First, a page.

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B Methodological Notes About the Public Opinion Data RESEARCH ORGANIZATION/SPONSOR NAME ABBREVIATIONS ANES American National Election Studies AP Associated Press AP/IPSOS Ipsos Associated Press Polls Gallup The Gallup Organization GSS National Opinion Research Center General Social Survey HI Harris Interactive LSAY Longitudinal Study of American Youth NSF Surveys of Public National Science Foundation Surveys of Public Attitudes Toward and Attitudes Understanding of Science and Technology ORC ORC Macro Pew Pew Research Center for People and the Press WSJ The Wall Street Journal SURVEY QUESTIONS The survey questions referred to in Chapter 3 are listed in this section by topic and in the order in which they appear in the chapter. Interest and the Attentive Public Figure 3.1 1981-2000: NSF Surveys of Public Attitudes 2003-2007: Science News Study 2008-2009: ANES Panel Interest in Space There are a lot of issues in the news, and it is hard to keep up with every area. I’m going to read you a short list of issues, and for each one I would like you to tell me if you are very interested, moderately interested, or not at all interested. [Space exploration] Being Well Informed about Space For each issue I’d like you to tell me if you are very well informed, moderately well informed, or poorly informed. [Space exploration] PREPUBLICATION COPY—SUBJECT TO FURTHER EDITORIAL CORRECTION B-1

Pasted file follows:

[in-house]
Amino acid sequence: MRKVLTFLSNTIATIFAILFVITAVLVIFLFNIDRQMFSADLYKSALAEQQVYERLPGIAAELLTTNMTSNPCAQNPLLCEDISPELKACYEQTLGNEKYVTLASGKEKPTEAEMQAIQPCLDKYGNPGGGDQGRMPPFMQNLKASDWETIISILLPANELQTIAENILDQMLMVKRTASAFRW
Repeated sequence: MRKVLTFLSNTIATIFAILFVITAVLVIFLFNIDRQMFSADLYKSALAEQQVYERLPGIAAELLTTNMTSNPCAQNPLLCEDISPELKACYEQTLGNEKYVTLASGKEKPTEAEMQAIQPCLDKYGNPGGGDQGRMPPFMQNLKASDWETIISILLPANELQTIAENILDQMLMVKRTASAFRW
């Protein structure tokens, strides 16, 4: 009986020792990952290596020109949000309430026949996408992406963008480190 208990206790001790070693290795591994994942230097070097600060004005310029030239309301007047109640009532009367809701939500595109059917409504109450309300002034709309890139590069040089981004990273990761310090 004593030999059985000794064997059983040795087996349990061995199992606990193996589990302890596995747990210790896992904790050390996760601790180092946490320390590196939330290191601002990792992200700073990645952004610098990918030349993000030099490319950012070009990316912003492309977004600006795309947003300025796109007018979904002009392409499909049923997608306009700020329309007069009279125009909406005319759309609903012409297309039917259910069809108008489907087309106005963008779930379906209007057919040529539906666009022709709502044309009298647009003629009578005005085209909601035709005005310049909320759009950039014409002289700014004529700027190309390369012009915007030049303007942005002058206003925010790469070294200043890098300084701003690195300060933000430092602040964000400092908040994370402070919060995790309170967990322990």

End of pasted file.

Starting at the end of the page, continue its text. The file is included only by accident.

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Attentiveness to Space The measure of attentiveness was created based on (1) a high level of interest in space exploration, (2) a sense of being well informed about space exploration, and (3) a minimal regular pattern of national news consumption. A minimal pattern of news consumption was defined as doing any one of the following: reading a newspaper in print or online “a few times a week” or “everyday;” reading a news magazine “regularly, that is most issues;” reading a science magazine “regularly, that is most issues;” reading a health magazine “regularly, that is most issues;” watching network or cable television news three or more days a week; reading news online three or more days a week. The computations in the 1980s did not include the online option for newspapers or online news. The NSF Surveys of Public Attitudes were conducted by phone by the Public Opinion Laboratory at Northern Illinois University from 1981 through 1999, and by ORC Macro in 2001 and 2003. Since 2005, the National Opinion Research Center has collected the data as part of the GSS by in-person interview. The 2007-8 Science News Study and 2008 ANES Panel were conducted by Knowledge Networks using an online national probability sample. Other Interest Questions GSS 2012. In-person interview, n=1,974. There are a lot of issues in the news, and it is hard to keep up with every area. I’m going to read you a short list of issues, and for each one -- as I read it -- I would like you to tell me if you are very interested, moderately interested, or not. [Issues about space exploration]. Support for Spending Pew 10/13. Telephone interview, conducted by Abt SRBI, n=1,504. Now I would like to ask you about some parts of the government. Is your overall opinion of [The National Aeronautic and Space Administration, NASA] very favorable, mostly favorable, mostly unfavorable, or very unfavorable? Gallup 8/06. On behalf of the Space Foundation, Telephone interview, n=1,000. NASA’S budget request this year is under one percent of the federal budget which would amount to approximately $58 per year for the average citizen. Do you think the nation should continue to fund space exploration at this current level, a slightly increased level, at a significantly increased level, at a slightly decreased level, at a significantly decreased level, or not fund at all? GSS, annually between 1972-1978, 1980, 1982-1991, 1993; every other year 1994-2012. In-person interview, telephone interview in later years, Sample size varied. We are faced with many problems in this country, none of which can be solved easily or inexpensively. I’m going to name some of these problems, and for each one I’d like you to name some of these problems, and for each one I’d like you to tell me whether you think we’re spending too much money on it, too little money, or about the right amount. First [the space exploration program] . . . are we spending too much, too little, or about the right amount on [the space exploration program]? Pew 1/04. Telephone interview, n=1,503. PREPUBLICATION COPY—SUBJECT TO FURTHER EDITORIAL CORRECTION B-2